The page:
Classical order

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An arch of two orders, 3, each having its carved hood molding
Doric order, 2
1. In Classical architecture, an arrangement of a particular style of column together with the entablature (which it supports) and standardized details, including its base and capital. The Greeks developed the Corinthian order, Doric order, and Ionic order; the Romans added the Composite order and Tuscan order. For each order, the height and spacing of the columns is established in terms of a specified number of diameters of the lower part of the columns; the design of the base and capital is also prescribed. The height of the entablatures is determined by the height of the columns.
2. In masonry, one ring of several around an arch.
McGraw-Hill Dictionary of Architecture and Construction. Copyright © 2003 by McGraw-Hill Companies, Inc.
References in periodicals archive ?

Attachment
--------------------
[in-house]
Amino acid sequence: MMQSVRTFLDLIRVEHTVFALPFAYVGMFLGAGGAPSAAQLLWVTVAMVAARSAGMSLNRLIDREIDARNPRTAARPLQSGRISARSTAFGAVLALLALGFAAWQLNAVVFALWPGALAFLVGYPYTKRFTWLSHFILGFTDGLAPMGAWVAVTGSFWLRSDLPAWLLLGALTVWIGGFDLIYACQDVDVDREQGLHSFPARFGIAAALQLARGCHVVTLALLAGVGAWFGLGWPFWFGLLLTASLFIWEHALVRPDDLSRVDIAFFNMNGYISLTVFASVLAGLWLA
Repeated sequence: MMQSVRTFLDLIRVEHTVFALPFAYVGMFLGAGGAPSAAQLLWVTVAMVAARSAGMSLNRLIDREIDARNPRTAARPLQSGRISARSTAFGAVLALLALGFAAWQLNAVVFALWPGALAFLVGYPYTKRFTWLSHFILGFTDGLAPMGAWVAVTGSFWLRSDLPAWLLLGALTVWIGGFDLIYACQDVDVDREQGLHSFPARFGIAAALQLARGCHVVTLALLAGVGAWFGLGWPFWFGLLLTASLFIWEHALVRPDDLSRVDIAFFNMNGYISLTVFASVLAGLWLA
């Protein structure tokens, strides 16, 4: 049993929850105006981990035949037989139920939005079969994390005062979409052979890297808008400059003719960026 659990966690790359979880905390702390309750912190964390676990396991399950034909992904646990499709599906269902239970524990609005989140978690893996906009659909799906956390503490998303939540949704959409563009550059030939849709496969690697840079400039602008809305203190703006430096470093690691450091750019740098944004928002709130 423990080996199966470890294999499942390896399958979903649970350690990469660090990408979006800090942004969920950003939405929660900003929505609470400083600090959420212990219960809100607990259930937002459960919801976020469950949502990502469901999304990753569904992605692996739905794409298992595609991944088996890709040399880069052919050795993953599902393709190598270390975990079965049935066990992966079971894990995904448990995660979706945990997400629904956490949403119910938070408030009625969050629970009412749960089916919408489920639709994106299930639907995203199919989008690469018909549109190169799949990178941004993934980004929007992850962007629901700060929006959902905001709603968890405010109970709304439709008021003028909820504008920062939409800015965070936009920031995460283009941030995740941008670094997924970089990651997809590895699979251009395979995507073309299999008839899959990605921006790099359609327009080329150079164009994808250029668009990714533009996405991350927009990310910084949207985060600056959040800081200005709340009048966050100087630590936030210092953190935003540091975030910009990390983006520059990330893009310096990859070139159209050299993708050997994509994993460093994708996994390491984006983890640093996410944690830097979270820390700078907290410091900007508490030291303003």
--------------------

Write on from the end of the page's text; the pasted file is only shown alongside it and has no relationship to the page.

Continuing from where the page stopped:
Yet anyone who loves the musical style of Sergei Prokofiev will find everything that is characteristic of this composer: a certain classical order, typical rhythm, earthiness and an unsentimental lyricism in the slow movements.
Centered on ancient archways and underground bathing pools, the camera creates an eerie world of classical order, reinforced by discreetly used Persian music.
In the past, the height and width of a column pedestal (determined by the classical order of the building) established a room's proportions.
sima: the uppermost member of a full classical order, usually a cyma recta, representing a roof gutter; a cymatium.
Like his master Ben Jonson, Herrick created an ideal of classical order from the Latin masters of the short poetic forms: Horace, Catullus, and others.
The new portico on the east end of the building at Battery Street, for example, represents a compromise: the urban context of classical architecture with the obviously different simplified classical order of the new portico columns.